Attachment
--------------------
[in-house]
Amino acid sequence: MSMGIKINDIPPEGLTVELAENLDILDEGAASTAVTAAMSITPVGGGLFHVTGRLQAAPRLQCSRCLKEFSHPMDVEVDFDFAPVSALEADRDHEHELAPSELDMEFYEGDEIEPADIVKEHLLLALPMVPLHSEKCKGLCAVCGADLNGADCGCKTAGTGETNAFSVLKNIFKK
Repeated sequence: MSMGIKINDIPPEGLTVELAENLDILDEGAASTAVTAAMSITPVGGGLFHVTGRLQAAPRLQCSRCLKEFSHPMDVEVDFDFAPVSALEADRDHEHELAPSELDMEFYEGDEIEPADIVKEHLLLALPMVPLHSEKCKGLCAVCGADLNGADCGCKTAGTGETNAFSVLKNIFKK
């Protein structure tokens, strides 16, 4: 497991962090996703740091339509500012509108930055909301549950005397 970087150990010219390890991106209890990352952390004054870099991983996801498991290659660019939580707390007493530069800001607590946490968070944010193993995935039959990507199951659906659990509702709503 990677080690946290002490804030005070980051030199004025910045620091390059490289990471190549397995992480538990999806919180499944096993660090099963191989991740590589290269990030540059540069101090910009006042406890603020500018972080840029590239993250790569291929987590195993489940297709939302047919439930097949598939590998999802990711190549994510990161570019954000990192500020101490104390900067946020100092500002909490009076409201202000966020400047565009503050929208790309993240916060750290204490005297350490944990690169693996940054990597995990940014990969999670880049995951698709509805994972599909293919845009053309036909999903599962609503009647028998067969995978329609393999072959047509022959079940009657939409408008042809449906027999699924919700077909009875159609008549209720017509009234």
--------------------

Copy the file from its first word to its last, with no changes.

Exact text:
[in-house]
Amino acid sequence: MSMGIKINDIPPEGLTVELAENLDILDEGAASTAVTAAMSITPVGGGLFHVTGRLQAAPRLQCSRCLKEFSHPMDVEVDFDFAPVSALEADRDHEHELAPSELDMEFYEGDEIEPADIVKEHLLLALPMVPLHSEKCKGLCAVCGADLNGADCGCKTAGTGETNAFSVLKNIFKK
Repeated sequence: MSMGIKINDIPPEGLTVELAENLDILDEGAASTAVTAAMSITPVGGGLFHVTGRLQAAPRLQCSRCLKEFSHPMDVEVDFDFAPVSALEADRDHEHELAPSELDMEFYEGDEIEPADIVKEHLLLALPMVPLHSEKCKGLCAVCGADLNGADCGCKTAGTGETNAFSVLKNIFKK
């Protein structure tokens, strides 16, 4: 497991962090996703740091339509500012509108930055909301549950005397 970087150990010219390890991106209890990352952390004054870099991983996801498991290659660019939580707390007493530069800001607590946490968070944010193993995935039959990507199951659906659990509702709503 990677080690946290002490804030005070980051030199004025910045620091390059490289990471190549397995992480538990999806919180499944096993660090099963191989991740590589290269990030540059540069101090910009006042406890603020500018972080840029590239993250790569291929987590195993489940297709939302047919439930097949598939590998999802990711190549994510990161570019954000990192500020101490104390900067946020100092500002909490009076409201202000966020400047565009503050929208790309993240916060750290204490005297350490944990690169693996940054990597995990940014990969999670880049995951698709509805994972599909293919845009053309036909999903599962609503009647028998067969995978329609393999072959047509022959079940009657939409408008042809449906027999699924919700077909009875159609008549209720017509009234």